If it's sealed well, any wood should really be sufficient. Cedar has a little more natural rot repellent, and so does Tamerack, though I haven't seen much Tamerack actually for sale. Pine, Basswood are both a little more susceptible to sitting moisture so I would likely avoid them. Oak, maple and most decent hard woods would be fine, though a little heavy ...


2

The correct choice is an inset face frame hinge. An example hinge can be seen here, and the following is an explanation of the different terms: Inset means the door is inside of the cabinet instead of on the front of the cabinet Face frame designates that the hinge will be attached to the face frame, as opposed to Euro style hinges which are attached to ...


2

It would be a better idea to screw a sheet of steel to it on both sides.


2

What is the drawer overlay on the 27mm panel? If it is more than 9mm you will have to use half-overlay hinges (as you won't have the 18mm needed for a full overlay.)


2

If you're going to build a wall, just build a wall. Framing lumber is pretty cheap. The only trick being that it can be a challenge to find straight pieces. Steps: Get your measurements for the long section. Build the long section on the floor (2" x 4", 16" on center is perfectly sufficient as Ashlar mentioned in the comments). Attach the built frame to ...


2

It looks like this should be repairable. I would probably use a good 2-part epoxy (like West or Entropy) to repair it because it can fill any gaps caused by missing material. Also it does not require clamping pressure like normal wood glue does. The most challenging part of this repair will probably be making sure that the panel does not bond to the epoxy ...


2

My first thought was to sandwich the mesh between a couple of boards There's no need to invent something new here. All the screen doors I've ever seen have the screen wrapped around a frame that's then inserted into the door. There are plenty of articles and plans about screen doors freely available on the net, so search around for a plan that you like. ...


1

I've replaced about half-a-dozen doors over time. The old ones were mostly very tatty, old, solid-wood doors (rather than hollow-core), but that doesn't matter. The important point is that the new doors are solid wood. This is because the new doors need to fit (exactly) the existing door-frames ... and it is a lot easier to cut 10mm off the side of a ...


1

Use a router to deepen an existing hinge mortise. With a steady hand, this can be done without any guide. Use a straight bit and carefully remove the wood to make the mortise deeper.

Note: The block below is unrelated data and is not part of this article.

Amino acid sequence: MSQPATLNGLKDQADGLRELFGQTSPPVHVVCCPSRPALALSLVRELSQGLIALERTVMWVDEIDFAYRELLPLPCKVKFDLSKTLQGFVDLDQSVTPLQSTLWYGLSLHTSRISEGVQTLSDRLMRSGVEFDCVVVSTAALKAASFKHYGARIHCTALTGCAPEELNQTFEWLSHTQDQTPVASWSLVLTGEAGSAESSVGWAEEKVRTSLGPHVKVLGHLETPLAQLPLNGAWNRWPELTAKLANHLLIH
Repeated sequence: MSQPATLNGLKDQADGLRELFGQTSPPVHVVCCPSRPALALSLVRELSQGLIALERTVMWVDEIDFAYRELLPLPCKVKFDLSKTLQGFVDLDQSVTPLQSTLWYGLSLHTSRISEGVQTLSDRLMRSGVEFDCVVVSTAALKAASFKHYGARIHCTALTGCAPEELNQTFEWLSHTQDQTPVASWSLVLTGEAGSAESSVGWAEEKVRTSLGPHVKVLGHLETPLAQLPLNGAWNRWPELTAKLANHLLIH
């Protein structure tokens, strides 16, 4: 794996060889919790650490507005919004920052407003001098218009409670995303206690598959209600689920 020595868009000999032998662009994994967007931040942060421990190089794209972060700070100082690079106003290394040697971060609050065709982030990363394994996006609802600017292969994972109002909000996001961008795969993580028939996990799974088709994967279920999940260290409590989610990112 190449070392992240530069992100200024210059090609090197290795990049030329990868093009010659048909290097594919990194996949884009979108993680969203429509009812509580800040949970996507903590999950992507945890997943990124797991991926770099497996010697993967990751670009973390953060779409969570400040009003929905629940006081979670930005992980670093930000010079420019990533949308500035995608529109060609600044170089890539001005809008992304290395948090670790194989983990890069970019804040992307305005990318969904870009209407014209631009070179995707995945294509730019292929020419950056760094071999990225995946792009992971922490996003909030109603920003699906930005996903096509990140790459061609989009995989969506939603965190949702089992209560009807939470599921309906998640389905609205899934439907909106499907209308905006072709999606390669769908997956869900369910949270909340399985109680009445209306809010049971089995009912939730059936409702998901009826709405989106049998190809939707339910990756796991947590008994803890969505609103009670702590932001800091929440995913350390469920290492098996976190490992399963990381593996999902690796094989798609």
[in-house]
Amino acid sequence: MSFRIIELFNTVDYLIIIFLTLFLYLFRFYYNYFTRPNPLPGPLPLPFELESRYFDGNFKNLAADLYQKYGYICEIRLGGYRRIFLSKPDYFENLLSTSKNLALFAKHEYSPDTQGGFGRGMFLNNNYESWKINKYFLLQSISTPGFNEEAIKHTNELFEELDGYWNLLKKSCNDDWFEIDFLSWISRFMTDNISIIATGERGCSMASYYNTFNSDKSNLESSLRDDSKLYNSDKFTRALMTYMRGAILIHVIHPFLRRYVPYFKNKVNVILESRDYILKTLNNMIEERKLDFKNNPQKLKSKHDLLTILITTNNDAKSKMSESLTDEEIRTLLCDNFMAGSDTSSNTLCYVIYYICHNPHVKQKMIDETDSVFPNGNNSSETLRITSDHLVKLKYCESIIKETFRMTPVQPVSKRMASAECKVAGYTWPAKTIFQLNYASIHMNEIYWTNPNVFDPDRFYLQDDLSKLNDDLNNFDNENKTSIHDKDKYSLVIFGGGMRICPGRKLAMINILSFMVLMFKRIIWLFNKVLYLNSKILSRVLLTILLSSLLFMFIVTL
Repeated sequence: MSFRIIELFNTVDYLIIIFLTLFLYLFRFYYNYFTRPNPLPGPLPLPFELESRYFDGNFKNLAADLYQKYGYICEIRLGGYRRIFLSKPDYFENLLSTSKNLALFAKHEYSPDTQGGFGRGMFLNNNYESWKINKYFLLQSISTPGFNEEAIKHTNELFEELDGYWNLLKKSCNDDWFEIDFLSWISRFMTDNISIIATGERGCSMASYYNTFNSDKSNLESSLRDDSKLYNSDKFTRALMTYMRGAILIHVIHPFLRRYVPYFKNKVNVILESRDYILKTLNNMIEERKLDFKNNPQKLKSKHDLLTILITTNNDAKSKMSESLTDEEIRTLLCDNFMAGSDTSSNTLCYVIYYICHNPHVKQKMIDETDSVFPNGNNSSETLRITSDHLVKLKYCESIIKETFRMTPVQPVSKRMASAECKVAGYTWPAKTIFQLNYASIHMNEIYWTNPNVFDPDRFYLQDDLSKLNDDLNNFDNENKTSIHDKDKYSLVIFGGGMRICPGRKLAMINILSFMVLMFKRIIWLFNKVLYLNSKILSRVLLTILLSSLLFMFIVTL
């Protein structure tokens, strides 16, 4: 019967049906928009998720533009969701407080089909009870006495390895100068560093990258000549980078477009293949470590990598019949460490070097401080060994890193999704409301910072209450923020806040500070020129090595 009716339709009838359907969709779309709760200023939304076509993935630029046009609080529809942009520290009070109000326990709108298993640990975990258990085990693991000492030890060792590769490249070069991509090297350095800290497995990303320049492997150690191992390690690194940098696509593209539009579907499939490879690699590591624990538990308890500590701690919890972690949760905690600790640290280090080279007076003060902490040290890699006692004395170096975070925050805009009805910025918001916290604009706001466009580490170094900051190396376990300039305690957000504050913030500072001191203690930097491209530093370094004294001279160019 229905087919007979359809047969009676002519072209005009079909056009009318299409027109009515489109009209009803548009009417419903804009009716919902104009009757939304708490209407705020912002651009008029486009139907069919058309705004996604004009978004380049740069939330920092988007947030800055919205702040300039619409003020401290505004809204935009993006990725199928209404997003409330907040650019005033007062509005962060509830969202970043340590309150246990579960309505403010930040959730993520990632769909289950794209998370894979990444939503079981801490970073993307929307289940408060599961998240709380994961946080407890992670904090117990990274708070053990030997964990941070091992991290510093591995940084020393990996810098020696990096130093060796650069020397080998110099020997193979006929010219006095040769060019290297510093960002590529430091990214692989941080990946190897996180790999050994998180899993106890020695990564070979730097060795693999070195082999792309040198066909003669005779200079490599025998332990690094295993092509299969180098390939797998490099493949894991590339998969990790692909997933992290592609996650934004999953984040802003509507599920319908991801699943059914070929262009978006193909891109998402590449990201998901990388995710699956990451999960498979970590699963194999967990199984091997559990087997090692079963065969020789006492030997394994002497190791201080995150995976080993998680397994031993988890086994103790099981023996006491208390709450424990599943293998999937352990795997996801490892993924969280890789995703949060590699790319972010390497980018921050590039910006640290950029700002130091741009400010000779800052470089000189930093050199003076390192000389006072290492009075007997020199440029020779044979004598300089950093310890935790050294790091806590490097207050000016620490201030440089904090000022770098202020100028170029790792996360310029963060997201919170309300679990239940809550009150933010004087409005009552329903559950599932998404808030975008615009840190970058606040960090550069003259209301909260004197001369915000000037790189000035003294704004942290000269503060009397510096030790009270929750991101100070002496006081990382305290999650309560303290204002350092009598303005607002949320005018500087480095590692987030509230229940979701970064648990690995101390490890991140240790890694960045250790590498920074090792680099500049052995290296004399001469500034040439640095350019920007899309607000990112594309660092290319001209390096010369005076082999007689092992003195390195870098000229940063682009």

1

I believe you are looking for a set of connected Pivot Doors like this. Your hinge mechanisms need to be connected so as one moves, the other matches.


1

The main reason for stiles traditionally being full length is because (on typical doors which open to the side) the hinges are mounted on the stiles, and the stress of opening and closing the door is concentrated where the hinges are, so the long-grain strength of the wood in that area works to your advantage. Otherwise, that opening/closing stress would be ...


1

Consider expansion/contraction across the grain. If your stiles are flexing, then it's better to let them move independently, instead of having a rail top/bottom that isn't going to flex at the same rate. (You could design around this by pinning the outside and letting the tenon float toward the inside, but that probably makes a less substantial joint.) ...


1

FWIW I wouldn't use wax for anything I wanted to actually be protected. There are a couple of things you can use here but I think what you'll end up picking is waterbased poly, for the same reason it's chosen by many for driftwood projects — minimal colour change. While barnwood and driftwood projects are often finished matt I'd use a semi-matt or satin ...


1

If I doubled up two sheets of 3/4" plywood, would it offer the same or better fire protection? Unless it's plywood treated with flame-retardant, no. Regular plywood has basically zero fire rating. Type X 5/8" gypsum drywall has a 1-hour fire rating. Why would you want to build a fire barrier out of something flammable?


1

If the tools in the wonderful answer from Graphus are not available to you two saws would do this for you just as well. regular hand saw keyhole or compass saw (source: globalsources.com) First the hand saw would be for the long straight cuts and you could switch to the keyhole saw for the curves. The first real problem you have is making the first ...


1

Just a quick note: the hardware (track and rollers) for this is available from some woodworking stores; they could tell you the manufacturer, who might have useful plans available.